PASSENGERS say they are struggling to get on buses after First reintroduced several old vehicles – without a low floor.
Elderly people, mums with pushchairs and the disabled have found the old buses difficult to access as they have a narrower entrance and a step.
They have been brought back to some popular routes in Fareham such as the 93, 93A and 95A.
First Bus says it is working towards a deadline of 2017 which will see all buses having low floors, but at the moment the company operates a mixture of vehicles.
The firm said it has happened before and that it does not guarantee low floor buses.
Sue Phillimore, 62, from Hillson Drive in Fareham, who has difficulties walking and uses the routes affected, said: ‘I walk with a stick. If I take my trolley to go shopping then when I try to get up I get tangled up a bit. There’s nowhere to put my trolley.
‘You can’t leave it in the aisle because it’s a safety hazard.
‘With these buses, they are a nightmare. There is no room between the stairs to put my trolley.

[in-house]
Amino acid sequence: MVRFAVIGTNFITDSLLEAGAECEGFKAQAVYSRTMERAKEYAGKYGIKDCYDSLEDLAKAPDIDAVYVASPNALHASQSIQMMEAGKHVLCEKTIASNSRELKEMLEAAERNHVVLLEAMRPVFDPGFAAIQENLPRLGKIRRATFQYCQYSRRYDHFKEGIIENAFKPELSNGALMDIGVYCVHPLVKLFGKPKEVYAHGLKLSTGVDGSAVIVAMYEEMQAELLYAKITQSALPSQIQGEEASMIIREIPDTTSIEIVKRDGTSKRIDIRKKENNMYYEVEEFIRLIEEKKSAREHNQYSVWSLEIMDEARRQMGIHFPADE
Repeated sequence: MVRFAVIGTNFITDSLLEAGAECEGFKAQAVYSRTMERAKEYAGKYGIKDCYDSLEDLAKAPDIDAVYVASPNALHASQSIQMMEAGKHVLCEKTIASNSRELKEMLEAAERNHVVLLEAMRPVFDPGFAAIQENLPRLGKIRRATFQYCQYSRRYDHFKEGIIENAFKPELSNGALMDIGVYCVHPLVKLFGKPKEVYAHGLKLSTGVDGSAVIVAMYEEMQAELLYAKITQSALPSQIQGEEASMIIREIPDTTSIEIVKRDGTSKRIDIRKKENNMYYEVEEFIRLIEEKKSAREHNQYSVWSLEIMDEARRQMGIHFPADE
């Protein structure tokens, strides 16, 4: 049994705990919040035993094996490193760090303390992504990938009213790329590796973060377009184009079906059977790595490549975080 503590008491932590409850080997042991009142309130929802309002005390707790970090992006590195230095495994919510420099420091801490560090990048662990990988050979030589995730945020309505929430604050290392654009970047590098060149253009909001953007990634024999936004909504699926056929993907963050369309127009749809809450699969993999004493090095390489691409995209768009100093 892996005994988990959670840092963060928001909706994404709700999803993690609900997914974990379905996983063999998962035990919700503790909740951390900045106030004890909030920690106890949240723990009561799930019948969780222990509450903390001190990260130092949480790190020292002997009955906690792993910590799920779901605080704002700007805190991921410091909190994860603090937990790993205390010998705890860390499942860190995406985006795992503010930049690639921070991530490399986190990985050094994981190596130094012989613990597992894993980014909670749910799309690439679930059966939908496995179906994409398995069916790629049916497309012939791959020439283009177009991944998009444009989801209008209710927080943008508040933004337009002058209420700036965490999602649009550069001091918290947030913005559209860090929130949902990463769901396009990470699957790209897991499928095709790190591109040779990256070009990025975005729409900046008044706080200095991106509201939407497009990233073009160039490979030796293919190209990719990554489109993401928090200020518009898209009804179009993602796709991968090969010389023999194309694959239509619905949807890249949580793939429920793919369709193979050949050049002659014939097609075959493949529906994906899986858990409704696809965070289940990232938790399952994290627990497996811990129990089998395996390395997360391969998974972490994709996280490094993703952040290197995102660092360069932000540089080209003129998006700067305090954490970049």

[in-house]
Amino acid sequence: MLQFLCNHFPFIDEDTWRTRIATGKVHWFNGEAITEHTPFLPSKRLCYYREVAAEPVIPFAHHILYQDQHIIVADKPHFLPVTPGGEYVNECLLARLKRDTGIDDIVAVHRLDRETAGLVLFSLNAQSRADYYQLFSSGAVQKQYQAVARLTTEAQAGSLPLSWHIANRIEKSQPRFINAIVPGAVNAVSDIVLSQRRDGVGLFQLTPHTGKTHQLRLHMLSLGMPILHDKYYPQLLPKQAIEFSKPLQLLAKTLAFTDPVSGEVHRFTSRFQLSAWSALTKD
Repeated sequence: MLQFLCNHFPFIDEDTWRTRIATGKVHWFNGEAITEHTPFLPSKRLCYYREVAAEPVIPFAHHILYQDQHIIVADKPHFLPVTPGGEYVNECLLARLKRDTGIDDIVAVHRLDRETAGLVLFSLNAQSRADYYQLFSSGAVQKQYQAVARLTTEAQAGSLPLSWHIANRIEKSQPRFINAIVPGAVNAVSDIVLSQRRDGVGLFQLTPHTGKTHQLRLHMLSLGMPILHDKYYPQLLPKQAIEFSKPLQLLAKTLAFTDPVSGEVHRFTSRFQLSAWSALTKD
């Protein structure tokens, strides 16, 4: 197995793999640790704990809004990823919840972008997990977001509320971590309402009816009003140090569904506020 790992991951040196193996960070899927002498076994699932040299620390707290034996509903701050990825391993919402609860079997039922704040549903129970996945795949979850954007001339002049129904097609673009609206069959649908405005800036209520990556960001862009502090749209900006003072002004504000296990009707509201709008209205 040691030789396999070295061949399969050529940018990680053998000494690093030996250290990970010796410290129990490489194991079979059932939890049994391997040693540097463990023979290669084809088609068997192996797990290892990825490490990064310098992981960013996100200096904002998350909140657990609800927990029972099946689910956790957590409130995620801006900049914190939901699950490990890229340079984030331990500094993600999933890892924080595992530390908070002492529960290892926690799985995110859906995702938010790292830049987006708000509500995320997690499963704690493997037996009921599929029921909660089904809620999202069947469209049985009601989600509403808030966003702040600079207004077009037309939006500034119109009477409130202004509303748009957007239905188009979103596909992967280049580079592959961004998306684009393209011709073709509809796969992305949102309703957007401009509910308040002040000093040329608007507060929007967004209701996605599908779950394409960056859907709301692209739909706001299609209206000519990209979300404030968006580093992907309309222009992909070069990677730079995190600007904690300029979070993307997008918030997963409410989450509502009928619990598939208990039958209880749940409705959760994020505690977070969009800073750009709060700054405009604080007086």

‘I shop not just for myself but for another person who is unable to get out.
‘People can’t get on with pushchairs.
‘Unless you are able to climb up the steps it’s a great difficulty for a lot of people. There are a lot of people more in need than myself. It’s not on.’
Councillor Peter Davies, public transport representative for Fareham Borough Council, added: ‘Those who are disabled could find it incredibly difficult to get on them.
‘How do you manage if you have got a toddler with a pushchair or you have got a stick?
‘How do you manage if you have got lots of shopping?’
A First Bus spokeswoman could not explain exactly why the old buses had been reintroduced to the Fareham routes, but said: ‘On occasion it can be necessary to substitute a bus for a non low floor one, for example if one of the low floor buses requires maintenance.
‘They are part of the fleet and if all the other low floor vehicles are being used elsewhere or are off the road then they will be used instead to ensure that we are able to deliver a service.’